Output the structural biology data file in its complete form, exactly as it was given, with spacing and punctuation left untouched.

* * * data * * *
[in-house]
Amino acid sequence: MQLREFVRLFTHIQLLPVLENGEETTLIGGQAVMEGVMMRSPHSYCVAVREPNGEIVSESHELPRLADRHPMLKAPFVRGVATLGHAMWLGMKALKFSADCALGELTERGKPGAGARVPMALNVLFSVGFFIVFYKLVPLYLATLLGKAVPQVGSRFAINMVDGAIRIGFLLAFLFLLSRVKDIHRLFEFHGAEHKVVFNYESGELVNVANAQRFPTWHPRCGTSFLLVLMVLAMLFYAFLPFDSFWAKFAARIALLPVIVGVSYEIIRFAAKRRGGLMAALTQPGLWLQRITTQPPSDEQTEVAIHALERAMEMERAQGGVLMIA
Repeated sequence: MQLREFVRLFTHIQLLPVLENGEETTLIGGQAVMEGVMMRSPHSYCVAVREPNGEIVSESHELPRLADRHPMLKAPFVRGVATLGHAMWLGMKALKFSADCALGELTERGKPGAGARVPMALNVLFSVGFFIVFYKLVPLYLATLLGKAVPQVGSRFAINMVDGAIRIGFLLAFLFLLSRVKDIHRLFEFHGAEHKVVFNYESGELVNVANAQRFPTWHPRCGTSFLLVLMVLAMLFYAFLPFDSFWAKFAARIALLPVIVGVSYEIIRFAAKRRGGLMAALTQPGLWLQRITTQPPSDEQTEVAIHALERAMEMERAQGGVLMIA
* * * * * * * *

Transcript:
[in-house]
Amino acid sequence: MQLREFVRLFTHIQLLPVLENGEETTLIGGQAVMEGVMMRSPHSYCVAVREPNGEIVSESHELPRLADRHPMLKAPFVRGVATLGHAMWLGMKALKFSADCALGELTERGKPGAGARVPMALNVLFSVGFFIVFYKLVPLYLATLLGKAVPQVGSRFAINMVDGAIRIGFLLAFLFLLSRVKDIHRLFEFHGAEHKVVFNYESGELVNVANAQRFPTWHPRCGTSFLLVLMVLAMLFYAFLPFDSFWAKFAARIALLPVIVGVSYEIIRFAAKRRGGLMAALTQPGLWLQRITTQPPSDEQTEVAIHALERAMEMERAQGGVLMIA
Repeated sequence: MQLREFVRLFTHIQLLPVLENGEETTLIGGQAVMEGVMMRSPHSYCVAVREPNGEIVSESHELPRLADRHPMLKAPFVRGVATLGHAMWLGMKALKFSADCALGELTERGKPGAGARVPMALNVLFSVGFFIVFYKLVPLYLATLLGKAVPQVGSRFAINMVDGAIRIGFLLAFLFLLSRVKDIHRLFEFHGAEHKVVFNYESGELVNVANAQRFPTWHPRCGTSFLLVLMVLAMLFYAFLPFDSFWAKFAARIALLPVIVGVSYEIIRFAAKRRGGLMAALTQPGLWLQRITTQPPSDEQTEVAIHALERAMEMERAQGGVLMIA